Wednesday 18 January 2017

Unleashing power of consumers can drive recovery

But a raft of new taxes and a dearth of bank lending will destroy any green shoots

Published 02/02/2014 | 02:30

Furniture sales have helped push up retail sales
Furniture sales have helped push up retail sales

You have to look a little closely to spot them, but Tuesday's retail sales tell us three important things about the economy: that the Irish consumer is a giant with awesome power that, if unleashed, could drive a vibrant recovery, that population growth is what gives this giant its power and that too much taxation and too little credit are holding it back.

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In Britain and Germany, where banks are working and taxes are falling, consumer confidence is now back to pre-crisis levels. The same is true in Ireland. But here core retail sales are down 13.5 per cent on 2007 so while confidence is back to pre-crisis levels, spending is not. Spending is growing again and even picked up at the year end with a 3 per cent December rise beating the 0.7 per cent average for 2013. That pick-up should help recent forecasts of Ibec and the Central Bank – for growth of 2 per cent or more this year – to become a reality.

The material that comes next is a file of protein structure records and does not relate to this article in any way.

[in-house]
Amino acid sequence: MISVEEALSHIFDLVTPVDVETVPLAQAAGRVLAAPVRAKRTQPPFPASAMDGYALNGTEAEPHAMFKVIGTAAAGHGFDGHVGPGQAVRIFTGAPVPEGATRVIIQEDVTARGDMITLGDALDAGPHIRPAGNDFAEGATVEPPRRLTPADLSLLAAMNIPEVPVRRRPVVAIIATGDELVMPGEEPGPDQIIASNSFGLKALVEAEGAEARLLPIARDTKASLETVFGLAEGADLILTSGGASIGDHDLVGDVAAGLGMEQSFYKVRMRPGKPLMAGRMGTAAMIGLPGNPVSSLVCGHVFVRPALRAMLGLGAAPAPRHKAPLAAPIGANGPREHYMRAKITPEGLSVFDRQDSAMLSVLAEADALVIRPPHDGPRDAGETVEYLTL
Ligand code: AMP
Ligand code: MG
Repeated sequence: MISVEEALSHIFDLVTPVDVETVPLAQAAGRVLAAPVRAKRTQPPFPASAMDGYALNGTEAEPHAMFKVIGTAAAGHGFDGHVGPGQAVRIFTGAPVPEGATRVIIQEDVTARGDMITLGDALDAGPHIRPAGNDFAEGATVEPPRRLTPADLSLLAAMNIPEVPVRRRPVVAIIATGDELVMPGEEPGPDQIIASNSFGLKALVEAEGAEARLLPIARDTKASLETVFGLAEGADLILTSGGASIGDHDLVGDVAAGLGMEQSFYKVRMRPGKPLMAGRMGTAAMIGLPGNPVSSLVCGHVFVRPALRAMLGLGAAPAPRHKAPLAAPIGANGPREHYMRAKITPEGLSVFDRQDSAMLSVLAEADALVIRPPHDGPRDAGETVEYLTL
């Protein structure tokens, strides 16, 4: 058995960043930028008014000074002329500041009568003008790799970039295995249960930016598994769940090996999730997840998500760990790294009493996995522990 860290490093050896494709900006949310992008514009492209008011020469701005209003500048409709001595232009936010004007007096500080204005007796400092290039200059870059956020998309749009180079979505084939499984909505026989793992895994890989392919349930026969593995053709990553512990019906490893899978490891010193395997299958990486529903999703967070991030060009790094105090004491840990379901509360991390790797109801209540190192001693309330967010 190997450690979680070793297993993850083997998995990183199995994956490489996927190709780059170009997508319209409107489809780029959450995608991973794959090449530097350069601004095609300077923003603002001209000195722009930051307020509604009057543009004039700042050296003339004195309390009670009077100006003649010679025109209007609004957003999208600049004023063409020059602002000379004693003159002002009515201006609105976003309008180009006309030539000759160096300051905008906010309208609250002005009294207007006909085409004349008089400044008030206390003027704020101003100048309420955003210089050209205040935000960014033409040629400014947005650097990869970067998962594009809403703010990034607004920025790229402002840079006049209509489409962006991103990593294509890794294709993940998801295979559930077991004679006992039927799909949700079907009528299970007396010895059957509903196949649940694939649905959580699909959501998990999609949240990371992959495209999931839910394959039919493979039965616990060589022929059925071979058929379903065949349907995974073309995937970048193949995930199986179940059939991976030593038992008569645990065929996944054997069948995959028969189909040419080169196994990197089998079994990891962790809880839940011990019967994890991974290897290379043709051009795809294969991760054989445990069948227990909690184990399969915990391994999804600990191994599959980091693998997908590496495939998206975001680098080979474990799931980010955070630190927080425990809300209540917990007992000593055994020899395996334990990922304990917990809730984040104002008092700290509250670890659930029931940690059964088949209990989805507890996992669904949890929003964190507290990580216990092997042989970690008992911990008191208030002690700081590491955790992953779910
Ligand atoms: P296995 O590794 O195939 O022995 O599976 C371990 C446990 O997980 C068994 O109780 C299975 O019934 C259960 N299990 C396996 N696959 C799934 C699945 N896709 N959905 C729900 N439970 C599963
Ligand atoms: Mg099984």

But consumers could be doing much more, just look, for example, at the rate of growth in furniture and lighting in December: up a staggering 21 per cent in just 12 months, this shows what a very modest upturn in housing market activity can achieve. Now imagine a sustained upturn. Three other increases over that period – the 5.4 per cent rise in clothing, footwear and textiles, the 6.2 per cent rise in electrical goods and the 7.6 per cent rise in motor sales – all have one thing in common: they are driven by population growth.

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